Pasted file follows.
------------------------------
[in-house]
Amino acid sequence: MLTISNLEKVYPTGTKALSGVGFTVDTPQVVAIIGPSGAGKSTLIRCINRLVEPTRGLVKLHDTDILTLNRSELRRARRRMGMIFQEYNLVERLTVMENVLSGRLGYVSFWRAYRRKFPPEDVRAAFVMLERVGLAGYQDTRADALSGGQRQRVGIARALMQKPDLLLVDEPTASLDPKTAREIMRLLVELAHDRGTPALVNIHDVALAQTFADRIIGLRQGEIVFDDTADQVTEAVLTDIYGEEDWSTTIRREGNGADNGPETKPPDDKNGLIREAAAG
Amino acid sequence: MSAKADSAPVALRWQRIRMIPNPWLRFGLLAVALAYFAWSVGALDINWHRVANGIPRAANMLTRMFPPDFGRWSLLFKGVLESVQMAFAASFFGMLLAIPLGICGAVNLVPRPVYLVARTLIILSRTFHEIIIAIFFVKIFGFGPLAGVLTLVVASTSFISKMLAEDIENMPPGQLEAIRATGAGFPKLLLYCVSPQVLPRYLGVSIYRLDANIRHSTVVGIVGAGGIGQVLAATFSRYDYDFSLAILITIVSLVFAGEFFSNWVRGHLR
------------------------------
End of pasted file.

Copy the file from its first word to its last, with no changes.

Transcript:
[in-house]
Amino acid sequence: MLTISNLEKVYPTGTKALSGVGFTVDTPQVVAIIGPSGAGKSTLIRCINRLVEPTRGLVKLHDTDILTLNRSELRRARRRMGMIFQEYNLVERLTVMENVLSGRLGYVSFWRAYRRKFPPEDVRAAFVMLERVGLAGYQDTRADALSGGQRQRVGIARALMQKPDLLLVDEPTASLDPKTAREIMRLLVELAHDRGTPALVNIHDVALAQTFADRIIGLRQGEIVFDDTADQVTEAVLTDIYGEEDWSTTIRREGNGADNGPETKPPDDKNGLIREAAAG
Amino acid sequence: MSAKADSAPVALRWQRIRMIPNPWLRFGLLAVALAYFAWSVGALDINWHRVANGIPRAANMLTRMFPPDFGRWSLLFKGVLESVQMAFAASFFGMLLAIPLGICGAVNLVPRPVYLVARTLIILSRTFHEIIIAIFFVKIFGFGPLAGVLTLVVASTSFISKMLAEDIENMPPGQLEAIRATGAGFPKLLLYCVSPQVLPRYLGVSIYRLDANIRHSTVVGIVGAGGIGQVLAATFSRYDYDFSLAILITIVSLVFAGEFFSNWVRGHLR